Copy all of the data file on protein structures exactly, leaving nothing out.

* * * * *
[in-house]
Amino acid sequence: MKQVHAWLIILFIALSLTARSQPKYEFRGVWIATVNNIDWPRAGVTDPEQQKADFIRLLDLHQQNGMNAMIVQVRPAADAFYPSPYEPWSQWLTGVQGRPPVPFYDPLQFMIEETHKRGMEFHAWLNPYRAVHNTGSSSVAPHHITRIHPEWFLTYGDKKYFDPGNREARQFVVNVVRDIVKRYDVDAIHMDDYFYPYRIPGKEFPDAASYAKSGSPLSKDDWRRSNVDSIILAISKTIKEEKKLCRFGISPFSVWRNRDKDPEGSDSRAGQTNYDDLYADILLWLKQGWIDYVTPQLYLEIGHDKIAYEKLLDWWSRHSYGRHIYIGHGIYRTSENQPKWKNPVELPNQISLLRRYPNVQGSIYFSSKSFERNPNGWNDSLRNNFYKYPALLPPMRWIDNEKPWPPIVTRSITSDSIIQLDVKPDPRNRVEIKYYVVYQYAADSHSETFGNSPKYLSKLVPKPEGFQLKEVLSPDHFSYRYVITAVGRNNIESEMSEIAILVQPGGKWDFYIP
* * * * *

[in-house]
Amino acid sequence: MKQVHAWLIILFIALSLTARSQPKYEFRGVWIATVNNIDWPRAGVTDPEQQKADFIRLLDLHQQNGMNAMIVQVRPAADAFYPSPYEPWSQWLTGVQGRPPVPFYDPLQFMIEETHKRGMEFHAWLNPYRAVHNTGSSSVAPHHITRIHPEWFLTYGDKKYFDPGNREARQFVVNVVRDIVKRYDVDAIHMDDYFYPYRIPGKEFPDAASYAKSGSPLSKDDWRRSNVDSIILAISKTIKEEKKLCRFGISPFSVWRNRDKDPEGSDSRAGQTNYDDLYADILLWLKQGWIDYVTPQLYLEIGHDKIAYEKLLDWWSRHSYGRHIYIGHGIYRTSENQPKWKNPVELPNQISLLRRYPNVQGSIYFSSKSFERNPNGWNDSLRNNFYKYPALLPPMRWIDNEKPWPPIVTRSITSDSIIQLDVKPDPRNRVEIKYYVVYQYAADSHSETFGNSPKYLSKLVPKPEGFQLKEVLSPDHFSYRYVITAVGRNNIESEMSEIAILVQPGGKWDFYIP